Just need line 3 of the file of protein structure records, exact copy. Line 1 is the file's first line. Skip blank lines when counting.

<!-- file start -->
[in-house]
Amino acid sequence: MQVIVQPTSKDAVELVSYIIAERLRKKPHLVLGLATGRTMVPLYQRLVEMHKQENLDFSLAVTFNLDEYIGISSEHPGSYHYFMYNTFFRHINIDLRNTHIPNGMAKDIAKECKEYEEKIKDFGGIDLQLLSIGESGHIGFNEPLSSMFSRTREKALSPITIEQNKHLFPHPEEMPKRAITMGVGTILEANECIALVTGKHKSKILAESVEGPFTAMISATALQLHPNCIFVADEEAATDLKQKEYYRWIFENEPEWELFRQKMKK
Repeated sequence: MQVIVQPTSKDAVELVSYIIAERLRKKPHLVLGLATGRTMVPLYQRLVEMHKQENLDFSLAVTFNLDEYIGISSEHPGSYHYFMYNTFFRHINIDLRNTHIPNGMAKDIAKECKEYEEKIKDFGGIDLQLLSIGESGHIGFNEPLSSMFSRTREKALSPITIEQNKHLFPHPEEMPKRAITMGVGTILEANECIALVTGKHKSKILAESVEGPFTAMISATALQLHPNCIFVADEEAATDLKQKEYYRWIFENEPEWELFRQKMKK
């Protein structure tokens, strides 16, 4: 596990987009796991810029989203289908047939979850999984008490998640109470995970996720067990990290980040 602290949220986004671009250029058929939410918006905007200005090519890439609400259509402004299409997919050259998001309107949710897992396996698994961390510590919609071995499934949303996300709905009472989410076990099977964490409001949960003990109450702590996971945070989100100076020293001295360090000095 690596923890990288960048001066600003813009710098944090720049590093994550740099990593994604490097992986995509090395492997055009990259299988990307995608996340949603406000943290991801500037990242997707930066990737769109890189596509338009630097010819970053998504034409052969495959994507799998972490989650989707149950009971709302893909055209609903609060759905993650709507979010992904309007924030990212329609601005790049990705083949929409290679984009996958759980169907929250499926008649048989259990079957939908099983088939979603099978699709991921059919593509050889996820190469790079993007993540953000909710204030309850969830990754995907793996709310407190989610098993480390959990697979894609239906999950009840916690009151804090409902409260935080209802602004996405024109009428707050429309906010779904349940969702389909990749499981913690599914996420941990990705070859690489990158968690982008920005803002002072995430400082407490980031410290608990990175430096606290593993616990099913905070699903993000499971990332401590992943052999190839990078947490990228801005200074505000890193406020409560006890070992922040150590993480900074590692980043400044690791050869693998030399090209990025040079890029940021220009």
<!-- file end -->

Repeated sequence: MQVIVQPTSKDAVELVSYIIAERLRKKPHLVLGLATGRTMVPLYQRLVEMHKQENLDFSLAVTFNLDEYIGISSEHPGSYHYFMYNTFFRHINIDLRNTHIPNGMAKDIAKECKEYEEKIKDFGGIDLQLLSIGESGHIGFNEPLSSMFSRTREKALSPITIEQNKHLFPHPEEMPKRAITMGVGTILEANECIALVTGKHKSKILAESVEGPFTAMISATALQLHPNCIFVADEEAATDLKQKEYYRWIFENEPEWELFRQKMKK